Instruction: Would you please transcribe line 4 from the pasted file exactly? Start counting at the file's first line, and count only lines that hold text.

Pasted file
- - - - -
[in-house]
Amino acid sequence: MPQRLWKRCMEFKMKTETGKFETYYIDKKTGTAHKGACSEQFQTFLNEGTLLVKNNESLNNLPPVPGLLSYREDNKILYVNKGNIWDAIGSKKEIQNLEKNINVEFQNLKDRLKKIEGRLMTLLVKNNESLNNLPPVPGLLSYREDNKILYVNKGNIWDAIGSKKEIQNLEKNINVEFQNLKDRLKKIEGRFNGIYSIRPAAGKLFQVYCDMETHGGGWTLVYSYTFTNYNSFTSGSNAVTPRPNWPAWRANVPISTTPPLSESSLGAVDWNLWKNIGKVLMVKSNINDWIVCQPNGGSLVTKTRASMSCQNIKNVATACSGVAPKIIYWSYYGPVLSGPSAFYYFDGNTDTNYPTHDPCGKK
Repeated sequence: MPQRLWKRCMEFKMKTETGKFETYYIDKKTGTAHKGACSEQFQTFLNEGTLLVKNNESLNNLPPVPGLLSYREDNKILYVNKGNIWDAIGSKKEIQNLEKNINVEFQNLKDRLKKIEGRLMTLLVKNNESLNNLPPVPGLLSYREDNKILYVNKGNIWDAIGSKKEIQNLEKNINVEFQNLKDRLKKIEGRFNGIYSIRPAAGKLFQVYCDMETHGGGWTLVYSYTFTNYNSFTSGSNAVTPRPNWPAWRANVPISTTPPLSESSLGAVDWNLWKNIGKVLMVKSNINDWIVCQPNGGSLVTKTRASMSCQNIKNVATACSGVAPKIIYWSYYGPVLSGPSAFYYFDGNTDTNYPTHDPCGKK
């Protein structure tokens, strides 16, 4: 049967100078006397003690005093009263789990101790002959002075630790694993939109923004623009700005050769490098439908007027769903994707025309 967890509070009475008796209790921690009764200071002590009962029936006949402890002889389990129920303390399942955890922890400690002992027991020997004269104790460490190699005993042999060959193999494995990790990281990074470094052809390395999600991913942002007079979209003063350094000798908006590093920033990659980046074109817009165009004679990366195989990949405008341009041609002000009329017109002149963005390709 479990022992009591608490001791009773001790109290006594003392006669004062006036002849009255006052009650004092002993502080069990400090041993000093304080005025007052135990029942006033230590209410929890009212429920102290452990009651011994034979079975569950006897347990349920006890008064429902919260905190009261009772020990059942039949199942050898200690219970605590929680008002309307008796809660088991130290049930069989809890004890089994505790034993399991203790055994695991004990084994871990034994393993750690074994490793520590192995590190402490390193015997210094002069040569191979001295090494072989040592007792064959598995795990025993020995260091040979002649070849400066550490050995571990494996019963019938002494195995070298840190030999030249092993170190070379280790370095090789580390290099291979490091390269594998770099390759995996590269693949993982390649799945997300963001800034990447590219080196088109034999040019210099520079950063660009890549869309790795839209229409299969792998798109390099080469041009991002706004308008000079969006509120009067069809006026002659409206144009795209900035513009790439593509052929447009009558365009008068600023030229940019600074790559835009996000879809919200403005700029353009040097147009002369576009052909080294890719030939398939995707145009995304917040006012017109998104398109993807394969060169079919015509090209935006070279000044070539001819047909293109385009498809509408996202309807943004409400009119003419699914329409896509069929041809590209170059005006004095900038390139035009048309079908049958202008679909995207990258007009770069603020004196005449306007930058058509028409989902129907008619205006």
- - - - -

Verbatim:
């Protein structure tokens, strides 16, 4: 049967100078006397003690005093009263789990101790002959002075630790694993939109923004623009700005050769490098439908007027769903994707025309 967890509070009475008796209790921690009764200071002590009962029936006949402890002889389990129920303390399942955890922890400690002992027991020997004269104790460490190699005993042999060959193999494995990790990281990074470094052809390395999600991913942002007079979209003063350094000798908006590093920033990659980046074109817009165009004679990366195989990949405008341009041609002000009329017109002149963005390709 479990022992009591608490001791009773001790109290006594003392006669004062006036002849009255006052009650004092002993502080069990400090041993000093304080005025007052135990029942006033230590209410929890009212429920102290452990009651011994034979079975569950006897347990349920006890008064429902919260905190009261009772020990059942039949199942050898200690219970605590929680008002309307008796809660088991130290049930069989809890004890089994505790034993399991203790055994695991004990084994871990034994393993750690074994490793520590192995590190402490390193015997210094002069040569191979001295090494072989040592007792064959598995795990025993020995260091040979002649070849400066550490050995571990494996019963019938002494195995070298840190030999030249092993170190070379280790370095090789580390290099291979490091390269594998770099390759995996590269693949993982390649799945997300963001800034990447590219080196088109034999040019210099520079950063660009890549869309790795839209229409299969792998798109390099080469041009991002706004308008000079969006509120009067069809006026002659409206144009795209900035513009790439593509052929447009009558365009008068600023030229940019600074790559835009996000879809919200403005700029353009040097147009002369576009052909080294890719030939398939995707145009995304917040006012017109998104398109993807394969060169079919015509090209935006070279000044070539001819047909293109385009498809509408996202309807943004409400009119003419699914329409896509069929041809590209170059005006004095900038390139035009048309079908049958202008679909995207990258007009770069603020004196005449306007930058058509028409989902129907008619205006």